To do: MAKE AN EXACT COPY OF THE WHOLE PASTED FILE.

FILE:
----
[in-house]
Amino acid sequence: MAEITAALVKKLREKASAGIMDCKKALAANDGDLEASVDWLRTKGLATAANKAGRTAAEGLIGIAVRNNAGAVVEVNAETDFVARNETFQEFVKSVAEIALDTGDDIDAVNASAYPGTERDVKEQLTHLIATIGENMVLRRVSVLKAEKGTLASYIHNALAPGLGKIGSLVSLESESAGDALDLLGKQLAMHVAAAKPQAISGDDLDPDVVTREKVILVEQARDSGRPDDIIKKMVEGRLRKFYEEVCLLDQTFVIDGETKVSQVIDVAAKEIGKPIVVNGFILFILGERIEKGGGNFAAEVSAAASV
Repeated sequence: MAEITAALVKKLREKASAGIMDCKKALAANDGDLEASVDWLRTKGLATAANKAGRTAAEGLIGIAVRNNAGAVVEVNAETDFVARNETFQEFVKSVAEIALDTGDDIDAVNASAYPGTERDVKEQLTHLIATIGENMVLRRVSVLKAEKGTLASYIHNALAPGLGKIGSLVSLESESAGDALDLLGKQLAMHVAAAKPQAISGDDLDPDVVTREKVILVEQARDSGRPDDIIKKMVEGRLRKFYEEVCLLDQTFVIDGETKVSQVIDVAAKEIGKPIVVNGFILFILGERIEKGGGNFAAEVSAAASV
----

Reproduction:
[in-house]
Amino acid sequence: MAEITAALVKKLREKASAGIMDCKKALAANDGDLEASVDWLRTKGLATAANKAGRTAAEGLIGIAVRNNAGAVVEVNAETDFVARNETFQEFVKSVAEIALDTGDDIDAVNASAYPGTERDVKEQLTHLIATIGENMVLRRVSVLKAEKGTLASYIHNALAPGLGKIGSLVSLESESAGDALDLLGKQLAMHVAAAKPQAISGDDLDPDVVTREKVILVEQARDSGRPDDIIKKMVEGRLRKFYEEVCLLDQTFVIDGETKVSQVIDVAAKEIGKPIVVNGFILFILGERIEKGGGNFAAEVSAAASV
Repeated sequence: MAEITAALVKKLREKASAGIMDCKKALAANDGDLEASVDWLRTKGLATAANKAGRTAAEGLIGIAVRNNAGAVVEVNAETDFVARNETFQEFVKSVAEIALDTGDDIDAVNASAYPGTERDVKEQLTHLIATIGENMVLRRVSVLKAEKGTLASYIHNALAPGLGKIGSLVSLESESAGDALDLLGKQLAMHVAAAKPQAISGDDLDPDVVTREKVILVEQARDSGRPDDIIKKMVEGRLRKFYEEVCLLDQTFVIDGETKVSQVIDVAAKEIGKPIVVNGFILFILGERIEKGGGNFAAEVSAAASV